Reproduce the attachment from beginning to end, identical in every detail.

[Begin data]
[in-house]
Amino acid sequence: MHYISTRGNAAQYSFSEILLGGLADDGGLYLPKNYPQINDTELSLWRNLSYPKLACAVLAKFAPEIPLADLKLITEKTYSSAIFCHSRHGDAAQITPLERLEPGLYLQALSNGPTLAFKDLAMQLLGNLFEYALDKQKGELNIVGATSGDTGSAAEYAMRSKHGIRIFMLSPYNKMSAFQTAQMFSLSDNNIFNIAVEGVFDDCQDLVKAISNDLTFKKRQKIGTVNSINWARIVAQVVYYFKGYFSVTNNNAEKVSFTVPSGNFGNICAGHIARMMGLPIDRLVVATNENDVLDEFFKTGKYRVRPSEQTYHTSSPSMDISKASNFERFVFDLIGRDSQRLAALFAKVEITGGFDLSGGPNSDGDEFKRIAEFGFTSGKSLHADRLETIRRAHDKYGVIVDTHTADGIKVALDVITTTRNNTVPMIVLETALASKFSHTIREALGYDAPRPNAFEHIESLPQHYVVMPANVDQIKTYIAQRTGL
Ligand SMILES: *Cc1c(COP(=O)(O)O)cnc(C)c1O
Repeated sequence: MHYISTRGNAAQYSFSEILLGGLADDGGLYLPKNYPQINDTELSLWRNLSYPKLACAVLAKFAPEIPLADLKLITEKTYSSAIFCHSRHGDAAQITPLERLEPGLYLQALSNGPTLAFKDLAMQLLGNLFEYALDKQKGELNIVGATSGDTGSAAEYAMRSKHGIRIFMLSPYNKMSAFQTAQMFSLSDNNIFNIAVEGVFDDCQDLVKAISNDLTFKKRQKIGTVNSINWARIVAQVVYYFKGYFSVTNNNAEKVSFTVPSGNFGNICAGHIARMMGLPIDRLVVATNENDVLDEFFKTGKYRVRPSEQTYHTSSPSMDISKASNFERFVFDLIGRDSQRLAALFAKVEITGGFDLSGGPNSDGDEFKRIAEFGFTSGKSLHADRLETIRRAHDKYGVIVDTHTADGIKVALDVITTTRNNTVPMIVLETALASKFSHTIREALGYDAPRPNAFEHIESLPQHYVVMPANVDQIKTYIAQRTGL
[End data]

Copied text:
[in-house]
Amino acid sequence: MHYISTRGNAAQYSFSEILLGGLADDGGLYLPKNYPQINDTELSLWRNLSYPKLACAVLAKFAPEIPLADLKLITEKTYSSAIFCHSRHGDAAQITPLERLEPGLYLQALSNGPTLAFKDLAMQLLGNLFEYALDKQKGELNIVGATSGDTGSAAEYAMRSKHGIRIFMLSPYNKMSAFQTAQMFSLSDNNIFNIAVEGVFDDCQDLVKAISNDLTFKKRQKIGTVNSINWARIVAQVVYYFKGYFSVTNNNAEKVSFTVPSGNFGNICAGHIARMMGLPIDRLVVATNENDVLDEFFKTGKYRVRPSEQTYHTSSPSMDISKASNFERFVFDLIGRDSQRLAALFAKVEITGGFDLSGGPNSDGDEFKRIAEFGFTSGKSLHADRLETIRRAHDKYGVIVDTHTADGIKVALDVITTTRNNTVPMIVLETALASKFSHTIREALGYDAPRPNAFEHIESLPQHYVVMPANVDQIKTYIAQRTGL
Ligand SMILES: *Cc1c(COP(=O)(O)O)cnc(C)c1O
Repeated sequence: MHYISTRGNAAQYSFSEILLGGLADDGGLYLPKNYPQINDTELSLWRNLSYPKLACAVLAKFAPEIPLADLKLITEKTYSSAIFCHSRHGDAAQITPLERLEPGLYLQALSNGPTLAFKDLAMQLLGNLFEYALDKQKGELNIVGATSGDTGSAAEYAMRSKHGIRIFMLSPYNKMSAFQTAQMFSLSDNNIFNIAVEGVFDDCQDLVKAISNDLTFKKRQKIGTVNSINWARIVAQVVYYFKGYFSVTNNNAEKVSFTVPSGNFGNICAGHIARMMGLPIDRLVVATNENDVLDEFFKTGKYRVRPSEQTYHTSSPSMDISKASNFERFVFDLIGRDSQRLAALFAKVEITGGFDLSGGPNSDGDEFKRIAEFGFTSGKSLHADRLETIRRAHDKYGVIVDTHTADGIKVALDVITTTRNNTVPMIVLETALASKFSHTIREALGYDAPRPNAFEHIESLPQHYVVMPANVDQIKTYIAQRTGL